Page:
The Ducati Panigale V2 looks absolutely sensational! But is it just a Panigale 959 with Panigale V4’s fancy frock, or is there more to it?
Say hello to Ducati’s all-new middleweight offering – the Panigale V2. There are however two things that you need to know. First, tipping the scales at nearly 200kg, the V2 is nearly as hefty as its ‘heavyweight’ sibling – the Panigale V4. Second, with its 955cc V-Twin motor, you can say that the Panigale V2 is knocking right at the door of the litre-class segment. The Panigale V2, then, is as far from being a middleweight bike as Valentino Rossi is from his 10th world title these days. But, as they say, there’s no harm in dreaming...
By projecting it as a middleweight, you get the sense that Ducati is downplaying the Panigale V2’s actual worth. Because from what we can make out, it’s anything but that. However, that’s been the case with every middleweight Ducati in the past – from the 748 to 959. The supersport motorcycles from Ducati have always been touted as being towards the ‘super-mid’ side of things. The Panigale V2 follows the same philosophy, as it replaces the Panigale 959, albeit it brings more power and tech to the table. Sure, it’s still based on the 959, but it now comes packed with Panigale V4’s sophisticated electronics, and just like its elder sibling, it’s dressed to kill! Sounds like the perfect superbike for the world, doesn’t it? But is it really the case?
Cloned to perfection
Now, there is some truth in the saying that 'beauty is subjective', but then how many times have you heard someone criticize Gigi Hadid for her looks? Using the same logic, nobody can deny the fact that the current crop of Panigales comprises the most gorgeous sportbikes in the world today, except for a handful of MV Agustas, of course. Just think about it, is there anything more gorgeous than a Panigale in the sportbike world right now? You’re right, nothing is!
The Panigale range, however, is not that easy to comprehend. There are way too many iterations, and it's not a simple task to tell one from another unless you are an eagle-eyed Ducati aficionado. There's the V4, V4 S, V4 R, V4 Speciale, and gorgeous new Superleggera V4. And now the Panigale V2 has also found a spot in this pack. In fact, it's really difficult to tell the V2 from its elder siblings, as it's nearly the same size as others.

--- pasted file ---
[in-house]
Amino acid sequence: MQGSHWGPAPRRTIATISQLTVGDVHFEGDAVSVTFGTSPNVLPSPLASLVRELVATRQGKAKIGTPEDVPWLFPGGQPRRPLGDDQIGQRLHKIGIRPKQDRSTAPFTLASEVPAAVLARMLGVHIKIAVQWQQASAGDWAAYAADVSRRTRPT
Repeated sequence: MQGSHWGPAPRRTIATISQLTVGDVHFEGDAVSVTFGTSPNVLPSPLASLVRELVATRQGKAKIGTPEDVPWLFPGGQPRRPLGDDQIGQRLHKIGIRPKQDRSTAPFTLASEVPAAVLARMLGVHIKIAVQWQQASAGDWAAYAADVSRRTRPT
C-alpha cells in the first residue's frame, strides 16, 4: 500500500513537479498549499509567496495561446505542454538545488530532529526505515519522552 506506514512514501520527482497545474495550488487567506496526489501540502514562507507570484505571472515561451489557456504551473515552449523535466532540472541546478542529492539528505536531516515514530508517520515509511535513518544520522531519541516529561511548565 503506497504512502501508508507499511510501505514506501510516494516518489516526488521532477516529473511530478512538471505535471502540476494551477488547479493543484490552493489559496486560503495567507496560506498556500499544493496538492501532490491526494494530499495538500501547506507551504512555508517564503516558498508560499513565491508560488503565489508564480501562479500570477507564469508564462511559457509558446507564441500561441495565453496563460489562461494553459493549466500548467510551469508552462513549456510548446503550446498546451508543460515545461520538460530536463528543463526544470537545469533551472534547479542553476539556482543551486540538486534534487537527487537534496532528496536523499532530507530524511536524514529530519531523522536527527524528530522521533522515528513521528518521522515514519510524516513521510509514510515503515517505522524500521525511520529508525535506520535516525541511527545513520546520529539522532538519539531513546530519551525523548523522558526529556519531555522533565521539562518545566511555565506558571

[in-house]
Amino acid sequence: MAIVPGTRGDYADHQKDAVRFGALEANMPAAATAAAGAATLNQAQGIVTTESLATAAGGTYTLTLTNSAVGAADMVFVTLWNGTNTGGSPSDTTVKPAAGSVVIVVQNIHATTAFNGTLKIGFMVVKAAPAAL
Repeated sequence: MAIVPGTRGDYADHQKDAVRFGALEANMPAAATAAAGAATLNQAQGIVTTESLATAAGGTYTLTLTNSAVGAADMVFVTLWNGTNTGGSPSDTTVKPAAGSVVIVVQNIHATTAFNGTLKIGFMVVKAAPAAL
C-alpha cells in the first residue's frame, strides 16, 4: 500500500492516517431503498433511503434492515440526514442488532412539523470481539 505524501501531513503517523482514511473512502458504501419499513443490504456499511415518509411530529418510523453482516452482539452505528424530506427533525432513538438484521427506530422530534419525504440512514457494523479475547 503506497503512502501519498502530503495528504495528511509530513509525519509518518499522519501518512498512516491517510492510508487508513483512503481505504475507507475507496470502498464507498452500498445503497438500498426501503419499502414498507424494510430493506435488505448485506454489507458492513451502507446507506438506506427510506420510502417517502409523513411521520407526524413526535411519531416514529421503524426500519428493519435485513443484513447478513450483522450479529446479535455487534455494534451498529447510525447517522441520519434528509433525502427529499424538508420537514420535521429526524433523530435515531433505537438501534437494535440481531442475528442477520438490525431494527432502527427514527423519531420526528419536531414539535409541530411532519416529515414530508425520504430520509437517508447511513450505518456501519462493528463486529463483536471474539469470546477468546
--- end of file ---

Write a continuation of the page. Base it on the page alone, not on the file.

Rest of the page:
Compared to other bikes in the range, though, the V2 looks relatively simpler. You see, with the 2020 upgrade, the standard Panigale V4 and V4 S have now got aero winglets of V4 R, which gives them a more serious look. The V2, on the other hand, has got the pre-facelift double-layer fairing of the V4, and that’s why it’s a much cleaner design and easily identifiable.
Although based largely on the 959, there are some crucial changes in the V2. Apart from its elder sibling’s fancy frock, the V2 now also comes with a single-sided swingarm and a stubby new exhaust as compared to the 959’s double-swingarm and shotgun-style twin pipes. The equipment list here is also longer – LED lights all around, a new TFT dash (slightly smaller than the V4’s), and a raft of electronics, including 6-axis IMU, three riding modes, a quick-shifter, and cornering ABS, are now offered as standard with the V2.
The Panigale V2 gets the same 955cc V-twin Superquadro engine as the Panigale 959, albeit it gets a couple of updates, such as new injectors, larger inlet valves, and an updated exhaust system. The power output and torque have increased by 5bhp and 2Nm, meaning that the twin-motor now delivers 153bhp and 104Nm of torque. What’s more, the bike you see here was fitted with optional Akrapovic titanium exhaust, which bumps the power by another 5bhp and 3Nm, while also shaving off 7kg of mass! The extra performance does come at a price though – the Akra exhaust costs an additional Rs 4.73 lakh!
In terms of power delivery, the V2’s engine has typical twin traits. Its strong-low end grunt is followed by a ferocious slap of torque once you cross 4,000rpm. If you still manage to keep your wrist at it, all hell starts to break loose by the time you hit 9,000rpm. From there on, it’s really difficult to gauge the performance of this engine – I mean, where do you find roads long enough to stretch its legs? Especially in a country like ours, it’s really difficult to go beyond 3rd gear / 5,000rpm without breaking the law! For a sense of perspective, while riding the V2 in the city, you’ll do 80km/h in first gear with revs sitting somewhere around 7,500rpm. And just for your information, the peak power kicks in at 10,750rpm and peak torque at 9,000rpm. Don't get me wrong, I'm not saying it’s totally pointless on the road like 200+bhp litre-class superbikes, but it’s still frustrating to not being able to open the throttle fully, at least once.